Is this burrito graph the silliest Kickstarter project ever?

A design student turns to Kickstarter to fund a bizarre project with the goal of graphing the deliciousness of a chicken burrito.

chicken burrito graphic
This project all started with a question about a burrito. Noboru Bitoy

Buried amid the graphic novels, wallets, and iPhone docks on Kickstarter, a rather odd project has blown away its funding goal. Granted, that funding goal was a whopping $8, but the "Graphing the deliciousness of a chicken burrito!" project has romped all the way up to $144.

The project comes from design student Noboru Bitoy. His promotional video involves a deadpan introduction to the project, along with an earnest piano music soundtrack. The idea is simple. He will purchase a chicken burrito at Chipotle, eat it, rate its deliciousness, and create a graph to express said deliciousness. A $1 pledge gets you digital copy of the graph. Bitoy insists he has no affiliation with Chipotle, he just chose the chain for his experiment.

At this point, you're either smiling and considering backing the project, or you've shaken your head in disgust and moved on.

Bitoy was so thrilled with the funding success, that he already jumped the gun. He bought a burrito, ate it, and created a deliciousness graph, which will soon be available for backers. You can see the delicious results in the video below.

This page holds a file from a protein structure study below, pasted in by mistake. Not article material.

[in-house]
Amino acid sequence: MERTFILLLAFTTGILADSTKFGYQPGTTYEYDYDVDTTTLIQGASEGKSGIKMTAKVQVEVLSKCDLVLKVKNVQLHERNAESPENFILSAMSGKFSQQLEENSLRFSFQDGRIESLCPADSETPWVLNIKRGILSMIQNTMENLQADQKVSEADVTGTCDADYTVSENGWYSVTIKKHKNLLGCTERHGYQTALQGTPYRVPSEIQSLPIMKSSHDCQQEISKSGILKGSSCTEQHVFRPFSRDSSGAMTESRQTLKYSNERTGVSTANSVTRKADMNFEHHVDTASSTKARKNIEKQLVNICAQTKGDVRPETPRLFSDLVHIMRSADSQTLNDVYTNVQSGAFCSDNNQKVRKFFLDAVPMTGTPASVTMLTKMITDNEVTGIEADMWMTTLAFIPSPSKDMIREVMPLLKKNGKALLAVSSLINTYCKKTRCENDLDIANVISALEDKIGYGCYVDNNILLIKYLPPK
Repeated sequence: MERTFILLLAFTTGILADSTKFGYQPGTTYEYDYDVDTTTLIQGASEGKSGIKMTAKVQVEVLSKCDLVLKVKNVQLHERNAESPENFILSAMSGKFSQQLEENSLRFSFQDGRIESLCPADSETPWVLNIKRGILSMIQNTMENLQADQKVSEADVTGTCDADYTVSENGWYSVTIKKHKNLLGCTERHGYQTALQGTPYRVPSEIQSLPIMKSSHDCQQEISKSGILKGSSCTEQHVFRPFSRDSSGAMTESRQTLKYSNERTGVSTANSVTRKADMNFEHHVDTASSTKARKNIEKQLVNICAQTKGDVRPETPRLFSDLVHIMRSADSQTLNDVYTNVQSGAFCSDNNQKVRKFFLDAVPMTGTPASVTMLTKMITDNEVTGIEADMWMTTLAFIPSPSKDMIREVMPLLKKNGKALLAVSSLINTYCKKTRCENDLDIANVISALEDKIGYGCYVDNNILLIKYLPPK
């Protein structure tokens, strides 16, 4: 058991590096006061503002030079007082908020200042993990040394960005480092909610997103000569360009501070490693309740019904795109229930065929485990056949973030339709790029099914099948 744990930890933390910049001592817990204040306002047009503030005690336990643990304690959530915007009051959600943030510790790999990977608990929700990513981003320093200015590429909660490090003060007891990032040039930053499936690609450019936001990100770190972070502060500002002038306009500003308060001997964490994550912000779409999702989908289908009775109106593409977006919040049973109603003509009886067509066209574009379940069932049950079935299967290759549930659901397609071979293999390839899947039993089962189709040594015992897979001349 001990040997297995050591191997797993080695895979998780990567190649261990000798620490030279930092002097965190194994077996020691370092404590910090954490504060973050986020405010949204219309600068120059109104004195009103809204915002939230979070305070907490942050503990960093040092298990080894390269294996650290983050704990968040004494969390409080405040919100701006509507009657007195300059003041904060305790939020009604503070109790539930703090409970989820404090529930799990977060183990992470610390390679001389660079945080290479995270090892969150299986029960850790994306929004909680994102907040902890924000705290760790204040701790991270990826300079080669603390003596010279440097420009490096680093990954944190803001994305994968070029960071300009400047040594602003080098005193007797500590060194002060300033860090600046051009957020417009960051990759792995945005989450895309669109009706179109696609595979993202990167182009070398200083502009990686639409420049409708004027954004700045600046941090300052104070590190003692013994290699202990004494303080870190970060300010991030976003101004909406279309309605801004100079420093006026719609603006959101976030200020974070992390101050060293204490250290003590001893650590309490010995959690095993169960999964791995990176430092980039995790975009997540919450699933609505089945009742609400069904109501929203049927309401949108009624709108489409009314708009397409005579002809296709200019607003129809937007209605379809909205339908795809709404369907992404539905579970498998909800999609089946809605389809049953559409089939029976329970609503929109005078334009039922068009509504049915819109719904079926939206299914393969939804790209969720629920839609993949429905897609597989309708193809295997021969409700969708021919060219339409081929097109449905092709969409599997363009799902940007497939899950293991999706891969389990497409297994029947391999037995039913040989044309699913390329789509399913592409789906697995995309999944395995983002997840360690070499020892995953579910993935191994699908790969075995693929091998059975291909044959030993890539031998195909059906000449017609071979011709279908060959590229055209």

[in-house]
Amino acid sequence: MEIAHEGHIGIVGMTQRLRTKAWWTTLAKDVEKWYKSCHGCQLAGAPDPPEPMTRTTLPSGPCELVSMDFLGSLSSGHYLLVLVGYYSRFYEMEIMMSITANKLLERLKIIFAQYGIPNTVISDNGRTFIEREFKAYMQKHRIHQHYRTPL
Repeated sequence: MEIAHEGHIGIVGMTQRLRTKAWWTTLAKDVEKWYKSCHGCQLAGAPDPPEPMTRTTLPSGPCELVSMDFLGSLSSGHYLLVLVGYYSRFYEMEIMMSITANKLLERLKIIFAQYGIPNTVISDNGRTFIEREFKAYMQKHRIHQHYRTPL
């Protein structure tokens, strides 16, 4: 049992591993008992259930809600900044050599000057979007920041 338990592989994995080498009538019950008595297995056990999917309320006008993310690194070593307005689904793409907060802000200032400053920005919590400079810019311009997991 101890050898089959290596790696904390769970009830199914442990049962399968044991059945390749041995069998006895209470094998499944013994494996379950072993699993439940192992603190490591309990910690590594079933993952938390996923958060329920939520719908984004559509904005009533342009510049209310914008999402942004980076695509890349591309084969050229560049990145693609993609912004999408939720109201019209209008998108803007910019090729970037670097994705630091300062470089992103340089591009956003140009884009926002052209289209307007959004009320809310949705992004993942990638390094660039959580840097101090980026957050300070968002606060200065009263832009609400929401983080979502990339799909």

Like any classic Kickstarter, however, there are stretch goals. Bitoy has already reached the level for eating four chicken burritos, purchased at the same time, but eaten on consecutive days to rate the tastiness of the meal as leftovers over time. If Bitoy hits $175 before the March 6 funding deadline, he will venture into trying all 24 available variations of the chicken burrito, providing a more exhaustive study.

It may be tempting to shake a stern finger at Bitoy and tell him he's mocking the sacred trust of Kickstarter (some mild indignation has appeared on Reddit), but the fact is people are willingly funding him. They find the project amusing, or they're really curious about what the final graph will look like, or both.

If Kickstarter has room for projects that rehash other people's ideas, projects that don't deliver, and gazillions of different wallet projects, than why not make room for projects that are just plain silly? It survived the Kickstarter review process, likely because Bitoy already has a design resume. There's no reason to doubt his ability to graph the deliciousness of a burrito. There are a lot worse things you could spend $1 on.

 

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